"Just being us". Secrecy, authenticity and identity in the Americans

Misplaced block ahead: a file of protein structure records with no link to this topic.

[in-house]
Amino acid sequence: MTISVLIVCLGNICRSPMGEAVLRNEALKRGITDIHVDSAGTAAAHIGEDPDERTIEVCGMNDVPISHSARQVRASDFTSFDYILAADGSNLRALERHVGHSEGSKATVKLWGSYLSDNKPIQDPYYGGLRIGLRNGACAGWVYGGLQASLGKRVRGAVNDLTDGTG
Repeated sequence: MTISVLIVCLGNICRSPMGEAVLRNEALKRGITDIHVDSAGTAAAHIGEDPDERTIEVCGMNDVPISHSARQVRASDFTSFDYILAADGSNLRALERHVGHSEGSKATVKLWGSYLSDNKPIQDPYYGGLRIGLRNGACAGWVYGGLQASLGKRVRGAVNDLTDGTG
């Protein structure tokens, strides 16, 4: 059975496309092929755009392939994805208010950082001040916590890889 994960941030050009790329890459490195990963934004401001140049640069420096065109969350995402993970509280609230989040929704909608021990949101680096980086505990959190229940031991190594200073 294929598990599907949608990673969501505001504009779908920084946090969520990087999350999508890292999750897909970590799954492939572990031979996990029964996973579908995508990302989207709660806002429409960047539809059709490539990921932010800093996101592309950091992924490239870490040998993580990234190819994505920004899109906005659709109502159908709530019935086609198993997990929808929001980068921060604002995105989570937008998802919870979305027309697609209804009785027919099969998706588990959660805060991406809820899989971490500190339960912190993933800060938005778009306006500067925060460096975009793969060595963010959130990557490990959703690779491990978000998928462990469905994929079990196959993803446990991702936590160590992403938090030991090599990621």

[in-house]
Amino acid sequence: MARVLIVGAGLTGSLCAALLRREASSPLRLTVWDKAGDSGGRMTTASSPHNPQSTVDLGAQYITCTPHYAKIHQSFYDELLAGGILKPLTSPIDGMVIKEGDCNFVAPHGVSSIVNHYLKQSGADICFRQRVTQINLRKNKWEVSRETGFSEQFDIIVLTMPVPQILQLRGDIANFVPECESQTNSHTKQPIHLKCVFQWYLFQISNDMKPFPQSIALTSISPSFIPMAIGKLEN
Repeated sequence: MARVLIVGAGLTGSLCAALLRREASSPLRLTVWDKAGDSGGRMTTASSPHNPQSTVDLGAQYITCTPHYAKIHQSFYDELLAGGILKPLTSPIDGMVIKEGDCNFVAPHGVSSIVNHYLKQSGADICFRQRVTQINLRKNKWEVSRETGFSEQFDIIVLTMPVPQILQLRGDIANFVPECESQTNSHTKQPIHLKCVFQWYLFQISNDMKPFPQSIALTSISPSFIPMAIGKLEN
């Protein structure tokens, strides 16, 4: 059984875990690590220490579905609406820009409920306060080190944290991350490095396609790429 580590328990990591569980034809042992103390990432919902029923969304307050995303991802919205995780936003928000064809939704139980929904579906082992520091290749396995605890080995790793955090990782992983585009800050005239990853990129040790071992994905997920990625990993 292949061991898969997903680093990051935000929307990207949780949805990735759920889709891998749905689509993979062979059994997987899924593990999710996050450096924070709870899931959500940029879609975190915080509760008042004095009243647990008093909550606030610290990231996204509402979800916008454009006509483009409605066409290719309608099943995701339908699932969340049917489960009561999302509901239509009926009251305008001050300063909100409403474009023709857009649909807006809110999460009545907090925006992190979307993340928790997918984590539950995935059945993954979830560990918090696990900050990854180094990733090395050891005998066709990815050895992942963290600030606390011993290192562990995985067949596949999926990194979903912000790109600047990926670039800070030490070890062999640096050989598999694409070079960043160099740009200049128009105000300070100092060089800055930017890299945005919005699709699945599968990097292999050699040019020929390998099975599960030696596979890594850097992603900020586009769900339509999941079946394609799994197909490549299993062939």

This article analyzes, from an aesthetic and cultural point of view, two pivotal moments in The Americans, a Cold War spy thriller set in the heart of Ronald Reagan's America. Both samples¿one from the mid-series episode "Stingers" (3.10.), and the other from the series finale, "START" (6.10.) "show how the protagonists, two KGB spies living undercover in the United States as a married couple with two kids, disclose their secret identity to characters with whom they have a special emotional bond: their daughter, who has become a devout Christian; and their best friend and neighbor, who happens to be a counterintelligence officer in the FBI. After exploring how identity and performance play a crucial role in the spy-thriller genre, the article investigates whether it is possible for the audience to interpret the feelings and thoughts of characters with multiple identities who excel in the art of duplicity; and whether the viewer can infer intention from performance. Following this epistemological discussion, the article then sets out to explain the sociocultural relevance and timeliness of The Americans as a text whose thematic and aesthetic concerns ultimately revolve around individual identity vis-a-vis collective allegiances and ideologies.